The price of heating oil hit an all-time high in the state Monday – $2.54 a gallon. That’s 60 percent higher than it was this time last year and 42 cents more than it was at the end of March.

“This is the highest historical Maine statewide average cash price for heating oil,” according to Betsy Elder, who tracks oil prices in the State Planning Office. The figure is not adjusted for inflation.

And, it has heating oil customers worried.

Jamie Py, head of the Maine Oil Dealers Association, said with the spike in oil prices brought on by Hurricane Katrina “people are nervous.”

Those that didn’t lock into contracts for the winter are calling their oil dealers now to fix a price, he said, but they’re probably “out of luck for most companies.”

Even if you can lock into a contract now, Py said, “it would be very, very expensive relative to where they were in the summer.”

Py said prices never really settled down this summer, in part due to speculation on the commodities market. The damage done by the hurricane to oil refineries did “an unprecedented hit on capacity.”

“The speculators and traders were overheating the commodities market, which is why heating oil was going up in the middle of the summer,” Py said. “It really made our dealers nuts when they were trying to offer programs.”

“Now that the speculators are getting screamed at by Congress,” following the spike caused by Katrina, he said, “hopefully the speculators will stay out of the market to allow it to come down to earth.”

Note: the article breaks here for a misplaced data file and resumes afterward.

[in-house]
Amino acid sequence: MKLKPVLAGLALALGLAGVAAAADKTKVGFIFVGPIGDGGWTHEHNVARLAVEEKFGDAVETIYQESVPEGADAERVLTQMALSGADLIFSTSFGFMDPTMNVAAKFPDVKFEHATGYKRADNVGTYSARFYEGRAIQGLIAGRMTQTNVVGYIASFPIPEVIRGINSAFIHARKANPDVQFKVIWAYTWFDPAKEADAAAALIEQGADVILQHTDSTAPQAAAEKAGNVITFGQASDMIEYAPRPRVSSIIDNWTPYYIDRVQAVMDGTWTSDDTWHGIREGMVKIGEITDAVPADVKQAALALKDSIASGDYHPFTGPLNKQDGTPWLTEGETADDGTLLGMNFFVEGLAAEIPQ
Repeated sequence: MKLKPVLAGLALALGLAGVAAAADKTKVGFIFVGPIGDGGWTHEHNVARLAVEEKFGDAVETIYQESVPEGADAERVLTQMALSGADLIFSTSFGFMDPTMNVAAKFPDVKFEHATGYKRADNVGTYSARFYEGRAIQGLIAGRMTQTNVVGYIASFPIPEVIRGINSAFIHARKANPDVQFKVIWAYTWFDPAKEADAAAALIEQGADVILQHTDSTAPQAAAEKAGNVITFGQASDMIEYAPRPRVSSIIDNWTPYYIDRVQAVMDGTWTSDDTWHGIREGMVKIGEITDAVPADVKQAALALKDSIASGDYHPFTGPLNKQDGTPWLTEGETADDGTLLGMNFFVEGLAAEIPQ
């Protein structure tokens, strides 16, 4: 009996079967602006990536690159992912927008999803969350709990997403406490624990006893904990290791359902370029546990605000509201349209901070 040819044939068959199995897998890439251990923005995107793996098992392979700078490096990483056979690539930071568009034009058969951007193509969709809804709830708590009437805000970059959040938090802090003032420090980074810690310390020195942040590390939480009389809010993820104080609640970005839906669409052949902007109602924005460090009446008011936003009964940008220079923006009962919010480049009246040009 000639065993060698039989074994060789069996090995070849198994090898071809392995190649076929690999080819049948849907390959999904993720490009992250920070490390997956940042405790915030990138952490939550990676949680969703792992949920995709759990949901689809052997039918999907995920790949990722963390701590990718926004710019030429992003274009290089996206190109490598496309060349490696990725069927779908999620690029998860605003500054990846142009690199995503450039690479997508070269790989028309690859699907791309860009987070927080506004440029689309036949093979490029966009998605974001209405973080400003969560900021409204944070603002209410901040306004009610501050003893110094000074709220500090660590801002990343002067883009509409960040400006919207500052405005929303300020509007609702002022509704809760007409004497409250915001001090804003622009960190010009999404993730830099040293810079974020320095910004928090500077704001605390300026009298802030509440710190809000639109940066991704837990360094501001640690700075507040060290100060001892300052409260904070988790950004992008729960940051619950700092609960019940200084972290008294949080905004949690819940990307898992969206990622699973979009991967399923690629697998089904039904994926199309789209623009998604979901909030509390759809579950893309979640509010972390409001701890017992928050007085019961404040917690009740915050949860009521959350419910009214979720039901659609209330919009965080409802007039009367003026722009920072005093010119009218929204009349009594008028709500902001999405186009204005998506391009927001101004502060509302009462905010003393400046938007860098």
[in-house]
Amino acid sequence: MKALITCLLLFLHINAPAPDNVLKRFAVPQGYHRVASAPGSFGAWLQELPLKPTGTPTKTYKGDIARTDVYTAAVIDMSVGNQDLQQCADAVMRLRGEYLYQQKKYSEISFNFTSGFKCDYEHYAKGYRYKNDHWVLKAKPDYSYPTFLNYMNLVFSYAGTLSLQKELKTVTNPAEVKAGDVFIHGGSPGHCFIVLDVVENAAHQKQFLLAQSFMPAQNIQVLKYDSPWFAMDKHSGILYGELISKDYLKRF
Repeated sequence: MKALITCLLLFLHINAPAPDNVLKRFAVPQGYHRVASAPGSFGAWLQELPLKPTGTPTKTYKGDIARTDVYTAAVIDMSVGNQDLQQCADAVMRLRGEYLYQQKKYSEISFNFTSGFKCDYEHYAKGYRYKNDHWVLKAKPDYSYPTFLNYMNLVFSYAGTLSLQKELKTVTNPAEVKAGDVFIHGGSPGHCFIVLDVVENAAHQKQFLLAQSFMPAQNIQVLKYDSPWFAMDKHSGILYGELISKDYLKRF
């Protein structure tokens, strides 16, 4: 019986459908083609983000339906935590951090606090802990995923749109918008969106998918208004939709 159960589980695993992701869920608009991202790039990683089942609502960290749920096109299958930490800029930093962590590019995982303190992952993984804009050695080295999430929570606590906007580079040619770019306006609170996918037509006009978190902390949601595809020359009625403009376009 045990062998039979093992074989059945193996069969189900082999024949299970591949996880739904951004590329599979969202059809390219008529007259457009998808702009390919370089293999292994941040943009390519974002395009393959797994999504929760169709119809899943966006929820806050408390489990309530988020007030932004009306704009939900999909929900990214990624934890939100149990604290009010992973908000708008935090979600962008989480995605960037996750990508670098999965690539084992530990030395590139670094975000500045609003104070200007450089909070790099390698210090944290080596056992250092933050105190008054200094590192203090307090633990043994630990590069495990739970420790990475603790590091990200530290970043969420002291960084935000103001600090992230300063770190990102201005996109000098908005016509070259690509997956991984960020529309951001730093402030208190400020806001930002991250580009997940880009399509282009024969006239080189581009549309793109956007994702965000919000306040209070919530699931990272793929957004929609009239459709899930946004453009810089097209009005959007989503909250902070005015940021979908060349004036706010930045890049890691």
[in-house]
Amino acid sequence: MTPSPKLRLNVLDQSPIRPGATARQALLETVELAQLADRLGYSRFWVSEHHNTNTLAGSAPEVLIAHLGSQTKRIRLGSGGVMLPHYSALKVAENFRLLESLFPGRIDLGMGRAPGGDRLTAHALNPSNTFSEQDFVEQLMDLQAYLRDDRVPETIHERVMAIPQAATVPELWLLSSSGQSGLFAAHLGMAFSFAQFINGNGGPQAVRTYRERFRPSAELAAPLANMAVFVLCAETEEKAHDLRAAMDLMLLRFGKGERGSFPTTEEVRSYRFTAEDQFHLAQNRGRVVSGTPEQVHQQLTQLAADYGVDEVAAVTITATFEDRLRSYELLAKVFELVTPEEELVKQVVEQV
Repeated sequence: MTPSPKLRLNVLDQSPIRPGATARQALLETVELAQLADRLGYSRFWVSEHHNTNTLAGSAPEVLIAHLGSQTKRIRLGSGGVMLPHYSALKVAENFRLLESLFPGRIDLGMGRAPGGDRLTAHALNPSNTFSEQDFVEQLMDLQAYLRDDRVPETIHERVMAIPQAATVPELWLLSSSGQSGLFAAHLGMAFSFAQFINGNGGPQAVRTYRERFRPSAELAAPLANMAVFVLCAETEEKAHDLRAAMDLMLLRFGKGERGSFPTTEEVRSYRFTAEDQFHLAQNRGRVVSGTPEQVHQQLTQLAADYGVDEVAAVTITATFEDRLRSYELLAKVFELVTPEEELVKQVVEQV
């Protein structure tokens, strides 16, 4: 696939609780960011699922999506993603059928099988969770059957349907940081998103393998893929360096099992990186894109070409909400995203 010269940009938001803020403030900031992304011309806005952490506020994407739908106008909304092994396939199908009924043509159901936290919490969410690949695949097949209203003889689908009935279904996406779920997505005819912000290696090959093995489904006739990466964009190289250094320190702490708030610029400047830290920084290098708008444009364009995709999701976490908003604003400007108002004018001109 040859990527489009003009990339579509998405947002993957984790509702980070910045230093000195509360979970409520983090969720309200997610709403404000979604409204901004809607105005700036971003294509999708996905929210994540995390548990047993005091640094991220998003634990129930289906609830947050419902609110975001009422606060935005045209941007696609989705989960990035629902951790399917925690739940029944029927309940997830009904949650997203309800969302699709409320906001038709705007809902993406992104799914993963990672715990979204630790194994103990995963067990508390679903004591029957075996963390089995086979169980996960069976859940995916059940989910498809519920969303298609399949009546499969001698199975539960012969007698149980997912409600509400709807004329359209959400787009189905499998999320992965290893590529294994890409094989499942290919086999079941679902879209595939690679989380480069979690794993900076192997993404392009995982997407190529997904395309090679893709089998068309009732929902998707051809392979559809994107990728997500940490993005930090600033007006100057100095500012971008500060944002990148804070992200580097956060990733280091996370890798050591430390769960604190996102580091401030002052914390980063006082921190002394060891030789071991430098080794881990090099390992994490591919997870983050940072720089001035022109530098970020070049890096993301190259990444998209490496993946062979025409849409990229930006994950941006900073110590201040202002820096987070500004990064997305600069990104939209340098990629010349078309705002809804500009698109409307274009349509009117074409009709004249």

Beth Nagusky of the state’s Office of Energy Independence and Security said Maine already is lobbying for more home heating aid from the federal government. This year’s allocation is estimated at $26 million for the state.

Nagusky said that isn’t enough to help all the people in need at the current price of oil.

“We can’t even fill the tank once,” she said.

The state is also looking at doing outreach to identify people in need.

“One of our biggest concerns in Maine is people won’t ask for help,” Nagusky said.

The state is working with the Maine Municipal Association and social service agencies that go into people’s home to get the word out that “people need to pay attention to how people are doing this winter.”

Those in need of fuel assistance or help winterizing their home should contact their local community action programs. Those who would like to volunteer to help winterize people’s homes through Operation Keep Maine Warm should go to Both programs are run through the Maine State Housing Authority.

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